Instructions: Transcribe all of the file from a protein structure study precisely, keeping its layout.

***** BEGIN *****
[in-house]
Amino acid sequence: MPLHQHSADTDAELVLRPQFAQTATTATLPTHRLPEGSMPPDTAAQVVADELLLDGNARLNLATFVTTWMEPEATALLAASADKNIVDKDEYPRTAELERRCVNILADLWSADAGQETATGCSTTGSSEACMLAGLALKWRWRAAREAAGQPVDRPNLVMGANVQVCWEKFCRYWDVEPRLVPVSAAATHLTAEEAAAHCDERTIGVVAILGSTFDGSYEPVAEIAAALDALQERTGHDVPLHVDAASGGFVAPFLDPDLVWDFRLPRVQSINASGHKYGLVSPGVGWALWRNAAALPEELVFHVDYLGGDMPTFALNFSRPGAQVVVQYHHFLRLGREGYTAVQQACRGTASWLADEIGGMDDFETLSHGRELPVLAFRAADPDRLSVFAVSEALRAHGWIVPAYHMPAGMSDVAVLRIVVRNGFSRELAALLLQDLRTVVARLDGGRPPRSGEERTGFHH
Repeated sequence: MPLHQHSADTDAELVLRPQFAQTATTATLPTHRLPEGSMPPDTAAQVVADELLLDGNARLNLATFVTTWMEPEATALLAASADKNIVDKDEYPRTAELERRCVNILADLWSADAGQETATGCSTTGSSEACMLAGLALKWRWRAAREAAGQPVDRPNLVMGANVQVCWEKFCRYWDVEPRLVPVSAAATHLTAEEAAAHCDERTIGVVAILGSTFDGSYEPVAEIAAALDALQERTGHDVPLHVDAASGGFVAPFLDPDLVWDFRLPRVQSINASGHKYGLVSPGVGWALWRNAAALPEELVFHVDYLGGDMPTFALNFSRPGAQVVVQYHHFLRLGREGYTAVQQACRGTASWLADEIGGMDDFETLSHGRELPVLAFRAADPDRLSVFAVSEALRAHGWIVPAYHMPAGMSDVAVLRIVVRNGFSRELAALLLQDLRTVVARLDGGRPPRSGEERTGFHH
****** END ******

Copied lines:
[in-house]
Amino acid sequence: MPLHQHSADTDAELVLRPQFAQTATTATLPTHRLPEGSMPPDTAAQVVADELLLDGNARLNLATFVTTWMEPEATALLAASADKNIVDKDEYPRTAELERRCVNILADLWSADAGQETATGCSTTGSSEACMLAGLALKWRWRAAREAAGQPVDRPNLVMGANVQVCWEKFCRYWDVEPRLVPVSAAATHLTAEEAAAHCDERTIGVVAILGSTFDGSYEPVAEIAAALDALQERTGHDVPLHVDAASGGFVAPFLDPDLVWDFRLPRVQSINASGHKYGLVSPGVGWALWRNAAALPEELVFHVDYLGGDMPTFALNFSRPGAQVVVQYHHFLRLGREGYTAVQQACRGTASWLADEIGGMDDFETLSHGRELPVLAFRAADPDRLSVFAVSEALRAHGWIVPAYHMPAGMSDVAVLRIVVRNGFSRELAALLLQDLRTVVARLDGGRPPRSGEERTGFHH
Repeated sequence: MPLHQHSADTDAELVLRPQFAQTATTATLPTHRLPEGSMPPDTAAQVVADELLLDGNARLNLATFVTTWMEPEATALLAASADKNIVDKDEYPRTAELERRCVNILADLWSADAGQETATGCSTTGSSEACMLAGLALKWRWRAAREAAGQPVDRPNLVMGANVQVCWEKFCRYWDVEPRLVPVSAAATHLTAEEAAAHCDERTIGVVAILGSTFDGSYEPVAEIAAALDALQERTGHDVPLHVDAASGGFVAPFLDPDLVWDFRLPRVQSINASGHKYGLVSPGVGWALWRNAAALPEELVFHVDYLGGDMPTFALNFSRPGAQVVVQYHHFLRLGREGYTAVQQACRGTASWLADEIGGMDDFETLSHGRELPVLAFRAADPDRLSVFAVSEALRAHGWIVPAYHMPAGMSDVAVLRIVVRNGFSRELAALLLQDLRTVVARLDGGRPPRSGEERTGFHH